The Ketchup War (updated)

July 4, 2018

July 1st Canada responded to Trump’s trade war. Tariffs on steel and aluminum on top of softwood lumber and Bombardier aircraft made Canadian journalists and politicians jumpy, but then Trump shot off his mouth and Canadians got behind retaliatory tariffs on a shopping cart of items.

News stories invariably refer to whiskey, boats, sleeping bags, maple syrup and Harley Davidsons when they talk of the trade war, but I would suggest to you than none of the items on that list mean much, except for Heinz Ketchup.

Heinz Ketchup. “I’ll wait for the Heinz.” How many times have you heard that slogan? It has been the punch line in generations of high-quality T.V. ads designed to make the Heinz Ketchup brand identification as visceral as any. Product placements surpass those of Coca Cola.

But Heinz, a major employer in Leamington, Ontario “The Tomato Capital of Canada”, abruptly dumped its Canadian supplier and moved the factory south. Well-read shoppers took umbrage and discovered that French’s Ketchup could easily fill the niche as Canada’s ketchup, if they could dragoon Loblaw’s into stocking it. Loblaw’s did, and other supermarkets followed. French’s Ketchup may now appear on a bottom shelf, but it is at least present in the store.

The next squabble may be fought in fast food chains, where the bulk stuff and the nasty little plastic packets will need to change their brand labels, if not the actual content, in order to protect their bottom line.

But The Ketchup War will succeed or fail on the very type of decision which put Donald Trump in the White House. The supermarket ketchup aisle has become a ballot box, complete with its moment of private introspection where the barrage of subliminal information meets one’s private urges, prejudices, aspirations and pocket-book calculations.  The shopper must consciously reflect upon the choice of condiment. Will they* wear their maple leaf on their sleeve and boycott Heinz, or follow deeply-ingrained habits and grab another bottle of the all-too-available foreign product?  (*I know.  The mangled pronoun agreement gives me feelings of nausea as well, but the language has changed.)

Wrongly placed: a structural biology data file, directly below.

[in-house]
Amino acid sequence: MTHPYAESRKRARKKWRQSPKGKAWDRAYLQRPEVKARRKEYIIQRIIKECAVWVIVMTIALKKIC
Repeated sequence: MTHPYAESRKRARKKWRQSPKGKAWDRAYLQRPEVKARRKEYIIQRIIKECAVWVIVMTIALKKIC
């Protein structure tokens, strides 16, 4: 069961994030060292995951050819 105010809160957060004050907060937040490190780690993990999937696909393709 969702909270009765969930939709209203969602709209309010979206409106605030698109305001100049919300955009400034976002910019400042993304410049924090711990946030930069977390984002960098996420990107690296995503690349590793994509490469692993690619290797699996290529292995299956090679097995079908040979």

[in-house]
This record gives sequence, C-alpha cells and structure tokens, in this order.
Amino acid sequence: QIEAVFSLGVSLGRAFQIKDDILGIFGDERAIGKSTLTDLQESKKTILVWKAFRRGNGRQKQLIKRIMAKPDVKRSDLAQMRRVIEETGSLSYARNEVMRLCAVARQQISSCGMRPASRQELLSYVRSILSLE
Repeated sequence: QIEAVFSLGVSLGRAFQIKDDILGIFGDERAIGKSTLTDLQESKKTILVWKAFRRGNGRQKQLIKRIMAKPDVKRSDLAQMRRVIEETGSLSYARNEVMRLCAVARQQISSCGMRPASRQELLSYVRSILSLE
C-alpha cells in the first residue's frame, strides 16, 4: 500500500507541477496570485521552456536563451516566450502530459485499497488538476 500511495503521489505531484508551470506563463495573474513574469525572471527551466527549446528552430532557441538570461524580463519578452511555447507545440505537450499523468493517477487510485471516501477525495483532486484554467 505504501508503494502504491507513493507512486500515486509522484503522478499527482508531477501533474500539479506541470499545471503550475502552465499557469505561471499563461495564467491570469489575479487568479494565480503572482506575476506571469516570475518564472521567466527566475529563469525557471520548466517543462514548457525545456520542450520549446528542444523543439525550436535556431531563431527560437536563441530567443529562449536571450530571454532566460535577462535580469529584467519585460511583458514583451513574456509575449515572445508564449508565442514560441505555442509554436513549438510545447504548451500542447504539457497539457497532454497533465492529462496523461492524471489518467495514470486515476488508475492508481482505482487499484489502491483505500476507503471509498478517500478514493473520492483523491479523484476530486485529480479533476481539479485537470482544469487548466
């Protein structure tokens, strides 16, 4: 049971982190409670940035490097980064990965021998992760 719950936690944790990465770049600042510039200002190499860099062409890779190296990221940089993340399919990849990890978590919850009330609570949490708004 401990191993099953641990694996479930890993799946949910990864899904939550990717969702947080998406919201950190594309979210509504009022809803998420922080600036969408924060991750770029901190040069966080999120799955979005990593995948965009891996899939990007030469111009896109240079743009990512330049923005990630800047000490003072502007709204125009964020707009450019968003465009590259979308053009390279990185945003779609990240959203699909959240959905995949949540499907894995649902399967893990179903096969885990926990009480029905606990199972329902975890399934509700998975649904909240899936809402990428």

Update, 4 July, 2018, 12:33 p.m.:

My wife read this over and demanded that I remove a comment she had made about the relative unavailability of alternatives to Heinz Ketchup in smaller supermarkets, so I have complied with her desire. She further reported that the display of large ketchup bottles she examined at Gordanier’s in Elgin this morning is located on a bottom shelf. Half of the display markets store brands: President’s Choice and No Name, in equal proportion. She noticed little depletion on this portion of the shelf. The other half of the display allocates the space equally to Heinz and French’s. Both appeared to have been equally depleted by the weekend shopping blitz.

Update, 9 July, 10:30 a.m.

CBC Business Reporter Sophia Harris has an article on The Ketchup Wars on the CBC website this morning.  The head marketing guy for Heinz is whining about the unfairness of the ketchup tariff, yada yada yada.  The compilers of the Canadian tariff list  seem to have taken a dim view of town-killing decisions by American businesses.  Heinz got it for leaving Leamington tomato growers and processing-plant workers in the lurch.  Hershey’s Chocolate received similar vengeful thoughts when the charitable corporation (I read the charter) pulled the factory operation out of Smiths Falls with no plausible reason to do so.  There was labour peace, a skilled work force, status as the largest employer in town — Hell, the water tower still advertises Hershey!  Still, they put 550 people out of work and abandoned a profitable factory in perfect condition.

But just wait and see what happens if Trump puts a tariff on automobiles.  Then it will be time to go after the drug patents controlled by American drug companies.  I’m inclined to think that the enabling legislation is already written, and there won’t be any month-long delay this time.  Let’s see how Trump reacts to the president of a drug company shooting out his porch light.  Big Pharma has more money than the auto sector.

If you feel helpless but angry in the face of a trade war, take heart from the gander in the video.

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One Response to “The Ketchup War (updated)”

  1. Tom Stutzman Says:

    At Kudrinkos, I observed folks inspecting grocery items’ country of origin, and rejecting those made state side. Proud Canadians sending a volley in “The Ketchup War”.


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